November 30th, 2011
09:20 PM ET
By Stacey Samuel, CNN
WASHINGTON (CNN) - It made for an incongruous sight on Wednesday morning, as volunteer actors playing Mary and Joseph walked in procession in front of the U.S. Supreme Court with Baby Jesus (a 4-month-old).
Following them - wearing crowns and robes that didn't fully conceal jeans and sneakers underneath, - were volunteers dressed as two Wise Men and a Wise Woman, trailed by a two-humped camel and a 6-month-old donkey (also named Mary). The people weren't guided by a star, but by their religious conviction.
"First [we're] proclaiming the powerful message of Christmas: peace on Earth and good will toward men," said Patrick Mahoney, director of the Christian Defense Coalition, who helped organize the Supreme Court Nativity. "And, then also embracing and celebrating religious freedom and our First Amendment right."
The Wednesday event launched its annual Nativity Project, an effort Mahoney is leading with activist Rev. Rob Schenck, president of the group Faith and Action. Now, in its fifth year, the gathering is the largest it's ever been.
"Well we added more singers this year and did that quite deliberately, because we found that the music conveys the message better than anything else, certainly better than preaching. Preaching doesn't go over real big on Capitol Hill, so you have to find new ways of transmitting the message," Schenck said.
The campaign is meant "to confront the erosion and hostility toward public expressions of faith especially during the Christmas Season," according to the announcement for the Nativity Project.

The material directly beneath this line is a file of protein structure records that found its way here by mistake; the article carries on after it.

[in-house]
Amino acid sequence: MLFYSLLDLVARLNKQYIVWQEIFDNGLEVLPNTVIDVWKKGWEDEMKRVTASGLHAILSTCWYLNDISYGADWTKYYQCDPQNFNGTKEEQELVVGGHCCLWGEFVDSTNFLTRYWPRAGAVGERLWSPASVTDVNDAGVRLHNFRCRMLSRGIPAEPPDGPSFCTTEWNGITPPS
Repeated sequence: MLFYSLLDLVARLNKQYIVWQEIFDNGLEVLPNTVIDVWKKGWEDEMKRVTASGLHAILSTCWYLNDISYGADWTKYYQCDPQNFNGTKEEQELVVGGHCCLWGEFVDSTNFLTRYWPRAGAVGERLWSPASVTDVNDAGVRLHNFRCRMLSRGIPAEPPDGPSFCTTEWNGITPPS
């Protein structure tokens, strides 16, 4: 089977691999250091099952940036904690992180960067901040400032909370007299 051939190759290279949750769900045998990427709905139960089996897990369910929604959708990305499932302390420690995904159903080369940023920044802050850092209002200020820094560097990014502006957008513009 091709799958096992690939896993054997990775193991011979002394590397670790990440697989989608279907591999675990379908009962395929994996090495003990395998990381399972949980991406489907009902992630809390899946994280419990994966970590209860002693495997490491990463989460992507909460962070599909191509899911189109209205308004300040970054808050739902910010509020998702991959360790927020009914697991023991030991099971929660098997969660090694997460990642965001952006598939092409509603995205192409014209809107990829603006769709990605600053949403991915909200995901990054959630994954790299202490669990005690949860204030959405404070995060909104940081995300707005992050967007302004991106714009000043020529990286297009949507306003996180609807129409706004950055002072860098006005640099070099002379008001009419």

The hope is that religious groups and ordinary citizens will follow in suit in other communities nationwide, without fear of violating court rulings that ban public displays of Christmas crèches - often because they require public funding. The way around it, say the pastors, is to get a permit and have the funds for the scenes come from private donors.
"One of the reasons we are going in front of the Supreme Court with a live Nativity scene," Mahoney said, is "so no court in no municipality, anywhere across America, can say it's unconstitutional when we've been given permission to go in front of the U.S. Supreme Court."
He showed his permit allowing the group - it included a harpist - to walk from their offices on 2nd Street to the foot of the Supreme Court, and passing Capitol Hill.
Getting the permit also required having the animals tested for disease, Mahoney said.
Known for controversial exploits such displaying billboards linking Planned Parenthood to a "black genocide," Mahoney and Schenck collaborated on the Nativity Project, hoping to send a softer message and thus achieve broader appeal.
"Hopefully, people will focus on the broader message," said Mahoney, who acknowledges his past activism has been seen as divisive. "I think the message of hope and peace that Jesus brings transcends any political ideological views. There's not a Presbyterian Jesus, or a Baptist Jesus or an Episcopal Jesus, there's Jesus who's the hope of the whole world."
Their purpose now is to restore a tradition some will say has been supplanted by Santa Claus and "Frosty the Snowman," to bring back to the fore the scene and players revered by more than a billion Christians.
The pastors say that with the commercialization of Christmas, the holiday's spiritual meaning has been lost.
"Maybe in the new economy, it's going to force people to go back to a more simple, meaningful type of Christmas celebration," said Schenck, "...and maybe a simple little apple and a kiss on the cheek will do a lot more than a funny toy that'll be used for a few months and put away."
The message they want to send isn't just for Christians, Schenck said.
"Christmas transcends every kind of religious sectarianism," he says. "I've been to Muslim countries where families celebrate Christmas in their homes, because it transcends culture, and it transcends ethnicity, and we hope the message of Christmas ... is a message every person from every tradition and every background can embrace."
Members of other traditions generally see Christmas as a distinctly Christian holiday.
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